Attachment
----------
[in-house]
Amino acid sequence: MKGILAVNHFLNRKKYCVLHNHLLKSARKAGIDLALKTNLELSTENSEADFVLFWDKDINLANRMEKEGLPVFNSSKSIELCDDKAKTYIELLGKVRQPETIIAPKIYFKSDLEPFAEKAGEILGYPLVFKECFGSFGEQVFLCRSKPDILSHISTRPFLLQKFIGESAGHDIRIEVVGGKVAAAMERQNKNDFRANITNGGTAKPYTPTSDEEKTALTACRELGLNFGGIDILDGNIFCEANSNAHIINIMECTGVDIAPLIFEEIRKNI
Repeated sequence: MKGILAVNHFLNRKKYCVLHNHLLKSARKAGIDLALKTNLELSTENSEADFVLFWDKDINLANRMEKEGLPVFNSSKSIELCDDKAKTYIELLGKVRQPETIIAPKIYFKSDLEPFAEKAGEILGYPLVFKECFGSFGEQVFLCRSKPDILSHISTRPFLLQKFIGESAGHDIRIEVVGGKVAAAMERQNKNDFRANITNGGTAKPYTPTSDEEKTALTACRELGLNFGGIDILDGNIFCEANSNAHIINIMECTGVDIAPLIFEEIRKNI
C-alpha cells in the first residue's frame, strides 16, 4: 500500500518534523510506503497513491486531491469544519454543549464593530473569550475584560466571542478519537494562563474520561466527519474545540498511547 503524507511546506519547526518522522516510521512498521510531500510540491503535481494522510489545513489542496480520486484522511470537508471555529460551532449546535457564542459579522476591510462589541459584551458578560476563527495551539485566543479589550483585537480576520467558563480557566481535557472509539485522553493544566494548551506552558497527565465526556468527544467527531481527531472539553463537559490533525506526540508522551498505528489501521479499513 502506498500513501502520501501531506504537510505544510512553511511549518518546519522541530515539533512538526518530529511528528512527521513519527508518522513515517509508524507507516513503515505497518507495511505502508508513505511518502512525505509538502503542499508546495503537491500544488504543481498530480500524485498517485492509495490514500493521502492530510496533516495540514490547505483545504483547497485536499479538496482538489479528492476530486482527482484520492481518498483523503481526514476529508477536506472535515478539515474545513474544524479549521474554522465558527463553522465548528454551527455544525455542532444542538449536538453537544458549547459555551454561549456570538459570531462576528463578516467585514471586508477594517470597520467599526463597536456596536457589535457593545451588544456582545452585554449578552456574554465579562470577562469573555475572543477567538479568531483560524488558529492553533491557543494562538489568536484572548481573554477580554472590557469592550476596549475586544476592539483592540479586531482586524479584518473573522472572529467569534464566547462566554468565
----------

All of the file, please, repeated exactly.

[in-house]
Amino acid sequence: MKGILAVNHFLNRKKYCVLHNHLLKSARKAGIDLALKTNLELSTENSEADFVLFWDKDINLANRMEKEGLPVFNSSKSIELCDDKAKTYIELLGKVRQPETIIAPKIYFKSDLEPFAEKAGEILGYPLVFKECFGSFGEQVFLCRSKPDILSHISTRPFLLQKFIGESAGHDIRIEVVGGKVAAAMERQNKNDFRANITNGGTAKPYTPTSDEEKTALTACRELGLNFGGIDILDGNIFCEANSNAHIINIMECTGVDIAPLIFEEIRKNI
Repeated sequence: MKGILAVNHFLNRKKYCVLHNHLLKSARKAGIDLALKTNLELSTENSEADFVLFWDKDINLANRMEKEGLPVFNSSKSIELCDDKAKTYIELLGKVRQPETIIAPKIYFKSDLEPFAEKAGEILGYPLVFKECFGSFGEQVFLCRSKPDILSHISTRPFLLQKFIGESAGHDIRIEVVGGKVAAAMERQNKNDFRANITNGGTAKPYTPTSDEEKTALTACRELGLNFGGIDILDGNIFCEANSNAHIINIMECTGVDIAPLIFEEIRKNI
C-alpha cells in the first residue's frame, strides 16, 4: 500500500518534523510506503497513491486531491469544519454543549464593530473569550475584560466571542478519537494562563474520561466527519474545540498511547 503524507511546506519547526518522522516510521512498521510531500510540491503535481494522510489545513489542496480520486484522511470537508471555529460551532449546535457564542459579522476591510462589541459584551458578560476563527495551539485566543479589550483585537480576520467558563480557566481535557472509539485522553493544566494548551506552558497527565465526556468527544467527531481527531472539553463537559490533525506526540508522551498505528489501521479499513 502506498500513501502520501501531506504537510505544510512553511511549518518546519522541530515539533512538526518530529511528528512527521513519527508518522513515517509508524507507516513503515505497518507495511505502508508513505511518502512525505509538502503542499508546495503537491500544488504543481498530480500524485498517485492509495490514500493521502492530510496533516495540514490547505483545504483547497485536499479538496482538489479528492476530486482527482484520492481518498483523503481526514476529508477536506472535515478539515474545513474544524479549521474554522465558527463553522465548528454551527455544525455542532444542538449536538453537544458549547459555551454561549456570538459570531462576528463578516467585514471586508477594517470597520467599526463597536456596536457589535457593545451588544456582545452585554449578552456574554465579562470577562469573555475572543477567538479568531483560524488558529492553533491557543494562538489568536484572548481573554477580554472590557469592550476596549475586544476592539483592540479586531482586524479584518473573522472572529467569534464566547462566554468565